Given that Article 1(4) of the Directive readsThe cost of the royalty that has to be paid to the author on any resale of a work of art by an art market professional may be borne, definitively, by the seller or the buyerAlthough under EU law the royalty is, in principle, to be paid by the seller, the Member States may specify another person from among the professional persons referred to in Directive 2001/84
The resale right is defined in an EU Directive [Directive 2001/84 on the resale right for the benefit of the author of an original work of art] as the right of the author of an original work of art to receive a royalty based on the sale price obtained for any resale of the work, subsequent to the first transfer of the work. That right applies to all acts of resale involving art market professionals (salesrooms, art galleries and, in general, dealers in works of art) as sellers, buyers or intermediaries.
Christie’s France, the French subsidiary of the multinational firm Christie’s, regularly organises auctions of works of art. A resale royalty is payable in respect of some of those sales. Christie’s France has provided in its general sales conditions that, for certain lots marked in its catalogue, it will collect from the buyer, for and on behalf of the seller, the amount representing the resale royalty.
The Syndicat National des Antiquaires (SNA) takes the view that, in placing the onus of the resale royalty on the buyer, Christie’s France’s general conditions amount to unfair competition. Christie’s France considers that the Directive states without further clarification or restriction that the royalty is payable by the seller and thus does not preclude a contractual arrangement regarding responsibility for the payment of the royalty. Hearing the case, the Cour de cassation (Court of Cassation), France, has asked the Court of Justice whether the seller is always definitively to bear the cost of the resale royalty or whether it is possible to depart from that rule by agreement
In today’s judgment the Court declares that the Member States alone may determine the person liable for the royalty. Although Directive 2001/84 provides that the person by whom the royalty is payable is, in principle, the seller, it none the less allows for a derogation from that rule and thus leaves the Member States at liberty to specify another person from among the professional persons referred to in the Directive who, alone or with the seller, will assume liability for the payment of the royalty. The person who has been designated in that way by national law as the person by whom the royalty is payable may agree with any other person, including the buyer, that that other person will definitively bear, in whole or in part, the cost of the royalty, provided that a contractual arrangement of that kind does not affect the obligations and liability which the person by whom the royalty is payable has towards the author. The Court points out that such a derogation is in keeping with the Directive’s objective of bringing to an end distortions of competition in the art market, since the harmonisation concerned is limited to those domestic provisions which have the most direct impact on the functioning of the internal market. For the purpose of achieving that objective, thus circumscribed, it is necessary to make provision as to the person liable for payment of the royalty and as to the rules for establishing the amount of the royalty. However, such provision is not necessary with regard to the question as to who, definitively, will bear the cost of the royalty.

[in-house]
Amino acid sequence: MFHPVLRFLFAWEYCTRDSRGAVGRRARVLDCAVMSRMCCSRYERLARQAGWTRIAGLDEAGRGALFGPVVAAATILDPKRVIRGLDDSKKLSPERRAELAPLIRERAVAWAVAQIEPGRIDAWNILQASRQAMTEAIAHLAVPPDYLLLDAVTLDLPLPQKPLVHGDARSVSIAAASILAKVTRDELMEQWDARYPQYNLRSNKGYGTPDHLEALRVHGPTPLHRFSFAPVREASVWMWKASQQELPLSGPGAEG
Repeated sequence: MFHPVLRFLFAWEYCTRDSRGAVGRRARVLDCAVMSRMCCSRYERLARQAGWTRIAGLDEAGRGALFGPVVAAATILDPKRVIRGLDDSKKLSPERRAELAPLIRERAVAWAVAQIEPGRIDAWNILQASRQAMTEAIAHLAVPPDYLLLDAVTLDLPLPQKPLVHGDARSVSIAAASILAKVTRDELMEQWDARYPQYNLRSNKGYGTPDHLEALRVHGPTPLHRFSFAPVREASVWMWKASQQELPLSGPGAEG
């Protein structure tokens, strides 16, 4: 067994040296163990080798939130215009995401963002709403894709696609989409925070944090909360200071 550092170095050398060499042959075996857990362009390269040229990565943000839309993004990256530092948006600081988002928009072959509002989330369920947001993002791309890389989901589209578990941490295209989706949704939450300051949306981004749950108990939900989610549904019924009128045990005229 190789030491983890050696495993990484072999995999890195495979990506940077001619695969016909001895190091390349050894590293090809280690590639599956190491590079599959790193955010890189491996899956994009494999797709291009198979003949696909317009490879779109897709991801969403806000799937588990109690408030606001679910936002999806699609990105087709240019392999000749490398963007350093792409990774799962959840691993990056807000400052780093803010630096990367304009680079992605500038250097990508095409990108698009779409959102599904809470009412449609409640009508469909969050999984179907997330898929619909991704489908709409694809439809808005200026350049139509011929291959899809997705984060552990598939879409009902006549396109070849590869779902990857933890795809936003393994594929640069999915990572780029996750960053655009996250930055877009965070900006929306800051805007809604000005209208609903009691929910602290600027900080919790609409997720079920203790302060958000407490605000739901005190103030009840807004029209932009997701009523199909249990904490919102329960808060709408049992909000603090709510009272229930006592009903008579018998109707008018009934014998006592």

"The royalty shall be payable by the seller. Member States may provide that one of the natural or legal persons ... other than the seller shall alone be liable or shall share liability with the seller for payment of the royalty",it is difficult to see how even the CJEU was going to persuaded to give a different ruling,
There's also a Katpost from fellow blogger Eleonora here, which you are invited to read if you feel in need of further inspiration.